4. I just caught up with your podcasts on a lovely drive to collect my daughter from Scouts. Thank you! I always enjoy Sophie's bubbly contributions. I think Cordie would get on very well with your daughters. They are different in many ways but one of Cordie's highest compliments about someone is that they're 'weird like us'!

    1. Reply

      Lucinda,

      Thank you for taking me to the Scouts with you!

      Sophie will be pleased you enjoyed her segment. She's a great person to talk to. She always has something interesting to say and never goes blank when I ask her a question (like I did when I was interviewed on someone else's podcast!)

      We use the term 'weird like us' too! It's great being weird, isn't it?

      Thank you so much for listening to my podcasts!

    • emily
    • December 27, 2016
    Reply

    Well, I went to public school (and private in high school), and I was always different. Still am. Hard to fit in anywhere, but that’s just who I am and I’ve learned to be happy with my unconventional self. πŸ™‚

    RE starting kids early: that was Maria Montessori’s theory, and I found out when DS was 3 that she was wrong. I had a few Montessori materials from when I was teaching, that 3-yr-olds in Montessori schools use, and all he wanted to do with them was build! Reading Raymond Moore’s book, “Better Late Than Early”, was really helpful on getting me over that conventional (and stressful, for both parent and child) mindset.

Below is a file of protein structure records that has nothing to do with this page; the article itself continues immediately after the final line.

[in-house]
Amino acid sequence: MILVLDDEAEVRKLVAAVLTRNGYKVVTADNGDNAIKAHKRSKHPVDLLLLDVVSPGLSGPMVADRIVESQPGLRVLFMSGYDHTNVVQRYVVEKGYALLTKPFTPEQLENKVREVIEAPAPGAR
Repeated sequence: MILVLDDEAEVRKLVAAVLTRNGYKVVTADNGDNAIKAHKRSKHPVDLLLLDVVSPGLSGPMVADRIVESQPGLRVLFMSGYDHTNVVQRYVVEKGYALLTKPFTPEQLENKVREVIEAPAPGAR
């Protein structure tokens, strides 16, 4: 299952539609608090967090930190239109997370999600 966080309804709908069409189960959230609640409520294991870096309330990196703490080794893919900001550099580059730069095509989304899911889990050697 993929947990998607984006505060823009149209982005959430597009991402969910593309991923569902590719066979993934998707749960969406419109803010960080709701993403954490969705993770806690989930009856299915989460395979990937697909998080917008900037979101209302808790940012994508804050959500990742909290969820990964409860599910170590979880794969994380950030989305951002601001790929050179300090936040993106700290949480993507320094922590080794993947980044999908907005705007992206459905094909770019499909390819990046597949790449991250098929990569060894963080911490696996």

Some kids can, and other kids can…a lot later.
    emily recently posted…The Performance Of Our Earth-Sheltered House: Year 1My Profile

    1. Reply

      Emily,

      Yes, some of us are just different. Like you, I never fitted in when I went to school. I suspect my older kids wouldn’t have fitted in either, so I’m glad we had the choice and could keep them at home. These days, I think different is good. Why be like everyone else? It sounds like you are confident and don’t need to fit in. Maybe unschooling gives our kids a similar confidence. They know they are accepted just as they are and that’s good.

      “Better Late than Early”? I haven’t thought about that book in years. Yes, it’s a classic and has helped many parents and their children, I’m sure!

      “Some kids can, and other kids can…a lot later.” I like that!
      Sue Elvis recently posted…What Unschoolers Miss Out OnMy Profile